Partnering to solve healthcare challenges through supply chain optimization - an interview with Bryan Gilpin
Bryan Gilpin, Director of Supply Chain Solutions
Q. What are some of the changes you are seeing in the health care provider supply chain?
Managing costs isn’t new, but as providers prepare to operate in a changing health care environment, they’ve been working to better understand those costs. At the same time, they have been looking for ways to reduce spending without impacting patient care, and in many cases make improvements to managing a patient’s care and overall experience.
The Affordable Care Act has been a driving force in providers wanting more from their suppliers and device manufacturers are an important part of the equation. Providers are looking for suppliers that are willing to work with them – to be true collaborators – to develop solutions that can help them deliver the best quality care at the lowest possible cost.
Q. How is Boston Scientific responding to these changes?
We’ve been working for a long time to help our customers manage aspects of their supply chain. So we had a pretty good idea of the kinds of things our customers wanted help with but we knew we had to start by listening and understanding their real pain points.
Having too much inventory, spending too much time managing inventory, chasing orders, not having enough lab or shelf space – these are issues shared by many of our customers. In order to address these needs, we formalized some of our services, offering structured programs. In a relatively short time, we’ve seen good results with programs such as inventory optimization, order consolidation and vendor-managed inventory.
Q. Has the role of the supply chain manager changed?
We believe so. We see managers in this area taking a more holistic approach to managing costs. For those with supply chain responsibilities, device cost is always a concern, but there’s more to it. These managers are shifting their focus to achieve cost savings through efficiencies – in ordering, delivery, inventory and overall simplification of their supply management.
In addition, supply chain managers want to provide service and value to their internal customers, which means coming up with solutions that allow clinicians to spend less time on things like inventory and more time focused on patient care.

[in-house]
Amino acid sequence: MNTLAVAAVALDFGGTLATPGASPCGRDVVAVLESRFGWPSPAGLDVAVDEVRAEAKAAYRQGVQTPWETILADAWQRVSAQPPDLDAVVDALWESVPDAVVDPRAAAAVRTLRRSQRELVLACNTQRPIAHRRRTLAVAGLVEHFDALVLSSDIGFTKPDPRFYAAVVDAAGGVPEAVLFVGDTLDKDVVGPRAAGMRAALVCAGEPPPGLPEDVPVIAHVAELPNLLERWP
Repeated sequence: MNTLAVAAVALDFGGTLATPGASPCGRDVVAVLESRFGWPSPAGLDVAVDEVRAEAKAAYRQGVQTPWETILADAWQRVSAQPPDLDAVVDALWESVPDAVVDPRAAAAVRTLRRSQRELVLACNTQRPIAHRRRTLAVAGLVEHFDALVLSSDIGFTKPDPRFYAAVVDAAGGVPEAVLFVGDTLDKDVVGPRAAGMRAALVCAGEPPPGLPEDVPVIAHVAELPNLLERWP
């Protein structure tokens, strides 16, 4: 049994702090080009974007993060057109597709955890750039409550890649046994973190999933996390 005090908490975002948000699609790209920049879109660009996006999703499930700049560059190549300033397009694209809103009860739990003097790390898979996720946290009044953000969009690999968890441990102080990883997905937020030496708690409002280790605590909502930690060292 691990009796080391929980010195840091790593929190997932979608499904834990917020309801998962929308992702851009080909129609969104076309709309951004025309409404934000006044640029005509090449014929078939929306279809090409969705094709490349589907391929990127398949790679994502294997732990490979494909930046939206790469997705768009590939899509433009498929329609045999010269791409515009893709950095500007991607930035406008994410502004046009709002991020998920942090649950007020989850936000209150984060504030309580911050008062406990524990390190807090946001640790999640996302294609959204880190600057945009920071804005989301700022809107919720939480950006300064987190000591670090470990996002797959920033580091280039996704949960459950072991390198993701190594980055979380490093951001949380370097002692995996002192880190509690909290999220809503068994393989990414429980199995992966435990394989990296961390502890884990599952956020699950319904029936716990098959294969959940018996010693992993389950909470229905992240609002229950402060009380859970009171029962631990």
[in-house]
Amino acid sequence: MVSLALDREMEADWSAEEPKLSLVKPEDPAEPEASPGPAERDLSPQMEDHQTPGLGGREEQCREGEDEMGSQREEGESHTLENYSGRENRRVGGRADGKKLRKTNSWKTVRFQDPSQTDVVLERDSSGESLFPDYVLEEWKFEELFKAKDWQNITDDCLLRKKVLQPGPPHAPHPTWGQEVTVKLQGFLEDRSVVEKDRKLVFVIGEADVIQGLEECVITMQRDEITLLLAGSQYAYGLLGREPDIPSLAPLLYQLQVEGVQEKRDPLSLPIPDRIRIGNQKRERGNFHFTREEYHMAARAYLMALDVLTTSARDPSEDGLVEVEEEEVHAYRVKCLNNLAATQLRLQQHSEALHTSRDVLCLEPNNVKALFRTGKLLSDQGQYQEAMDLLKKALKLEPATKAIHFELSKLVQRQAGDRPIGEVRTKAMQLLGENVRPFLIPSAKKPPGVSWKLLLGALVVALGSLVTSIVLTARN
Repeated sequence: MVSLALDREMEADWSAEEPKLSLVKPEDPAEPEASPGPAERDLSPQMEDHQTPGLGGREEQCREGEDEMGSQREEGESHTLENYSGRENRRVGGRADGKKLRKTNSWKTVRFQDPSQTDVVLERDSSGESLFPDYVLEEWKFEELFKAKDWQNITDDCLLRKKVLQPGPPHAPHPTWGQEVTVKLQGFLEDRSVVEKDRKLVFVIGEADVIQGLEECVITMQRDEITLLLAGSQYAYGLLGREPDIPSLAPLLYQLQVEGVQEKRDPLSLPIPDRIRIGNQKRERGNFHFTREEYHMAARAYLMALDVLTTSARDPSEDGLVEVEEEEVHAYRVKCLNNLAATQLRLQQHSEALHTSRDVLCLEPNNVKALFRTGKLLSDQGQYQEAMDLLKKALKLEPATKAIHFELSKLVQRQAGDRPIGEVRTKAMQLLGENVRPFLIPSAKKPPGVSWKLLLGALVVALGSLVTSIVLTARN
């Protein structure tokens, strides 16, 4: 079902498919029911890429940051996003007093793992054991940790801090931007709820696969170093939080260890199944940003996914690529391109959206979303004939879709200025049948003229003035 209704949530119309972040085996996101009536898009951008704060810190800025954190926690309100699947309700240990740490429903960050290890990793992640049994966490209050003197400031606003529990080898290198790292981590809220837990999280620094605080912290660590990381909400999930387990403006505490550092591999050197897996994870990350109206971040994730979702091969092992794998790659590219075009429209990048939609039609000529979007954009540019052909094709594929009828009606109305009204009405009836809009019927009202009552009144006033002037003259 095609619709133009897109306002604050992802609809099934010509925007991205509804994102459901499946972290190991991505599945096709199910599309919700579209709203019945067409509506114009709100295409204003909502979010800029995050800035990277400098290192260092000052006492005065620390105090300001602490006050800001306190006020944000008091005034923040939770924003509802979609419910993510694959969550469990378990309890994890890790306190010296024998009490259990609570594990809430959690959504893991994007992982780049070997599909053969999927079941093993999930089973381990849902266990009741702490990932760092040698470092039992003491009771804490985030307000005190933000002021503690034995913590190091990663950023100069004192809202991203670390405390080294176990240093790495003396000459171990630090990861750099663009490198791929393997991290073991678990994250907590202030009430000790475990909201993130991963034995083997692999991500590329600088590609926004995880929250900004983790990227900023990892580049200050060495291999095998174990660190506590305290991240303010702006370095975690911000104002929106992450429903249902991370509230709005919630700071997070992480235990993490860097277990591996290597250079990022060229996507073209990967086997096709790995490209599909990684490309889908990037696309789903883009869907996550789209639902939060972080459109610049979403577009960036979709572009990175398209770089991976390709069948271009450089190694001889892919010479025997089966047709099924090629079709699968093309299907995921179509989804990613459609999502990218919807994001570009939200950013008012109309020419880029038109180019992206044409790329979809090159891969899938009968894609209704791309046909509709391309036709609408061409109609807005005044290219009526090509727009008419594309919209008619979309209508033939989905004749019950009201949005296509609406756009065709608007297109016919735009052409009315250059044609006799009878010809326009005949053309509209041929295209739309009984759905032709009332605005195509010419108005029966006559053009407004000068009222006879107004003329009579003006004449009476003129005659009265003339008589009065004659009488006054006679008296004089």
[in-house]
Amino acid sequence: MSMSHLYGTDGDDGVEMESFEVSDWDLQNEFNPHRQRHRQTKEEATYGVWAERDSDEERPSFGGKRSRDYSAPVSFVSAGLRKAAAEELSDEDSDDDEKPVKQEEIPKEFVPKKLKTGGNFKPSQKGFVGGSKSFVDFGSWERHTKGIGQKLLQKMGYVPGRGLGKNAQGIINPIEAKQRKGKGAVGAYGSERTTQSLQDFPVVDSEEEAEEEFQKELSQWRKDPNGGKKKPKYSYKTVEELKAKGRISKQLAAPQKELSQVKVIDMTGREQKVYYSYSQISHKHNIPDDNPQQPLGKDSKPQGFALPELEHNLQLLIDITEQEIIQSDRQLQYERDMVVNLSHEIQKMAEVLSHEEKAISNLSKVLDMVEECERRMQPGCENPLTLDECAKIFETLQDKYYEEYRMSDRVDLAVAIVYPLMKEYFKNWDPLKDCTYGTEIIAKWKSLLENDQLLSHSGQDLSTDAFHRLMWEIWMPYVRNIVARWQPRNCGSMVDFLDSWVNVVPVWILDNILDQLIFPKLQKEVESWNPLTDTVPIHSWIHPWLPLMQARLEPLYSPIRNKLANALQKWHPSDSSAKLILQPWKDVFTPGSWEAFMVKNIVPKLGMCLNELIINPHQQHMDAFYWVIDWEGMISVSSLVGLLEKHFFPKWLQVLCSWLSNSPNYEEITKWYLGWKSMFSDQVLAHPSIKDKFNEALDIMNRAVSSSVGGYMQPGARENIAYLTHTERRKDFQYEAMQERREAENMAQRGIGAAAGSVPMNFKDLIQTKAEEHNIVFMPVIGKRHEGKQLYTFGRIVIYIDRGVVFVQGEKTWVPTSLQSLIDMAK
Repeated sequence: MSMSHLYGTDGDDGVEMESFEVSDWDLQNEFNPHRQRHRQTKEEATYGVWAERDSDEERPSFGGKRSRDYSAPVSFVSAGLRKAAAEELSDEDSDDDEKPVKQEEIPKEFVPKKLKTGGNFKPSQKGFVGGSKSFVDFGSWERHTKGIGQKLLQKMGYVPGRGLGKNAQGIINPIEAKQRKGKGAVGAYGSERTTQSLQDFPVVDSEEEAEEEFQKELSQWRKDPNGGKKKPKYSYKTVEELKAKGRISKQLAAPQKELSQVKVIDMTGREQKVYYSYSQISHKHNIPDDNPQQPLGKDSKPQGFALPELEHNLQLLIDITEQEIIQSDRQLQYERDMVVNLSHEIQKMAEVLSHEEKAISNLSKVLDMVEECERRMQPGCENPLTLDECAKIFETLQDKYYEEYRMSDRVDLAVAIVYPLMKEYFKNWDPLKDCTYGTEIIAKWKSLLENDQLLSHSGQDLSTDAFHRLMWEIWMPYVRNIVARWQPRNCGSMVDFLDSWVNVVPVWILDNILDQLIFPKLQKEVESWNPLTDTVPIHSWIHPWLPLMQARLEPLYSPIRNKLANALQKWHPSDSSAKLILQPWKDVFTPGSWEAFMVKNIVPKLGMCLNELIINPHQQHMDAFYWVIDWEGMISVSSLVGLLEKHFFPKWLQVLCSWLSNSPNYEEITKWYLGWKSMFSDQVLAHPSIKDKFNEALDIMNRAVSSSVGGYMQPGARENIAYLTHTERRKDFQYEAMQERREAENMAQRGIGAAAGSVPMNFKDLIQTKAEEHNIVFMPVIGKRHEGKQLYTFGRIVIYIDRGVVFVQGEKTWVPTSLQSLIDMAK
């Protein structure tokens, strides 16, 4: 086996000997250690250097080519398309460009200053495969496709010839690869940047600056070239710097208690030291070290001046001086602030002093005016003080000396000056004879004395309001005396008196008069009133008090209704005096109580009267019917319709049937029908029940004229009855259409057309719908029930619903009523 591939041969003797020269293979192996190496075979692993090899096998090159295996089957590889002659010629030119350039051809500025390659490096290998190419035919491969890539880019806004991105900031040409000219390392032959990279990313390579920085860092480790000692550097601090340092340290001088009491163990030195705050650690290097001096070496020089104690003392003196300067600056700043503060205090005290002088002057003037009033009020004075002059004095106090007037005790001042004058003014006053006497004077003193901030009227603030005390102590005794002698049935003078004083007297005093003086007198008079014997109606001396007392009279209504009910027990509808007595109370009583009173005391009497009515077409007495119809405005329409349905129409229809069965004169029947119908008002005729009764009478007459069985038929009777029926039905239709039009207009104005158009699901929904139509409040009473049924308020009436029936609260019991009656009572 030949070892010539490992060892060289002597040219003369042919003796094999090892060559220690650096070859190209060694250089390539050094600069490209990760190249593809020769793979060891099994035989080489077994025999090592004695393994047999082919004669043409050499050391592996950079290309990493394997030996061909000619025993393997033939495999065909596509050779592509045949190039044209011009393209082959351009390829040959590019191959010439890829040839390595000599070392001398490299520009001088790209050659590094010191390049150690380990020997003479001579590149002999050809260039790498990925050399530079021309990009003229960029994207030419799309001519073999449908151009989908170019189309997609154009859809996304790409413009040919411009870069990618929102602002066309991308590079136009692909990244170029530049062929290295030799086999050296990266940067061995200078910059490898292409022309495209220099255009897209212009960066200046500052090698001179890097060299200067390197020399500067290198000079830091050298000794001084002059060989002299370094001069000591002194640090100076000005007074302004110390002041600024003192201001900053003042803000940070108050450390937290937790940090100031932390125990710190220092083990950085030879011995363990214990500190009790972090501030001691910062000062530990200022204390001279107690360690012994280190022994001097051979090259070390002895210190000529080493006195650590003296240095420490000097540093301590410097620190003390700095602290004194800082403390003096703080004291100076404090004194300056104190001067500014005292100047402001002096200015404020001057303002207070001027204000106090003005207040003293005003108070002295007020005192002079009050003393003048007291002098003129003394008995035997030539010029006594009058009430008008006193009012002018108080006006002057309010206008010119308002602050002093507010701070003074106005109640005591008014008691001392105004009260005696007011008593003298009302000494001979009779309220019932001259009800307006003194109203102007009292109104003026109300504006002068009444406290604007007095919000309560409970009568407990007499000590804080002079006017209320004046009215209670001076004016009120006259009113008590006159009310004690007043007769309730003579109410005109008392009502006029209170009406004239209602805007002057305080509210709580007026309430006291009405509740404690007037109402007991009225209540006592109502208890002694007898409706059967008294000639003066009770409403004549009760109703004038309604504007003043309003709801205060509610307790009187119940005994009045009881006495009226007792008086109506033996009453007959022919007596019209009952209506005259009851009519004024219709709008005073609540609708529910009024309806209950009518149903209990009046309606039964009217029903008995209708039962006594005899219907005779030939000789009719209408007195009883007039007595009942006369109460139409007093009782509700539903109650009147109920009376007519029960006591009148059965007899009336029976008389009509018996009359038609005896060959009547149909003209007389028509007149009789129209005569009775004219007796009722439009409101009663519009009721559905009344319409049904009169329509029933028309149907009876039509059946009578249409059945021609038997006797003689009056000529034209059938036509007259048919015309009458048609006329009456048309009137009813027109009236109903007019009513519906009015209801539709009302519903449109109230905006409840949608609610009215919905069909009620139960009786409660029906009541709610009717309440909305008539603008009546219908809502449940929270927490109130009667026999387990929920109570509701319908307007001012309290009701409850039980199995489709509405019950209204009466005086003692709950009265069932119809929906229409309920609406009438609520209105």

Q. What’s been the biggest challenge in implementing supply chain improvement programs?
Change can be difficult for any organization. One customer that we’ve been working with to reduce inventory has made significant progress. Before the work, the lab was crowded and product was stacked high. It could be difficult to find something or to know how much they actually had on hand — not uncommon for any lab.
Now there are fewer devices on the shelf so it’s easy to see what you have which, in turn, means spending less time managing product and more time to plan. Sounds good, but initially people were uncomfortable with the fact that they didn’t have a lot of product around. It took time for them to see how it worked and how the new way of doing things could benefit them. It’s really a culture shift so it’s important to recognize that people embracing new ways of doing things is an important part of the process.
To date, we’ve had positive feedback from customers, yet we think we’ve just scratched the surface when it comes to the types of things that can help drive efficiencies and add value.
Q. Why should hospitals work with Boston Scientific to improve their supply chain?
The supplier-provider relationship has changed in health care. Hospitals are defining value in new ways and they want more of it. We’re very much in line with this because we’ve been providing supporting services for a long time. We’ve never been about just taking orders and delivering product. And now, we’ve taken it to the next level.
Importantly, we don’t take a one-size-fits-all approach. Some customers simply want help assessing their situation but they have resources to implement a solution. Others want help in addressing specific areas such as order consolidation. For multi-center hospitals with a main point of distribution, order consolidation can be an area with great potential for efficiency and cost savings.
Boston Scientific’s interests are aligned with the provider’s interests in that we are both vested in the lab’s success. Different from external consultants, we don’t leave when the project is done. We have been and we are in the relationship for the long term.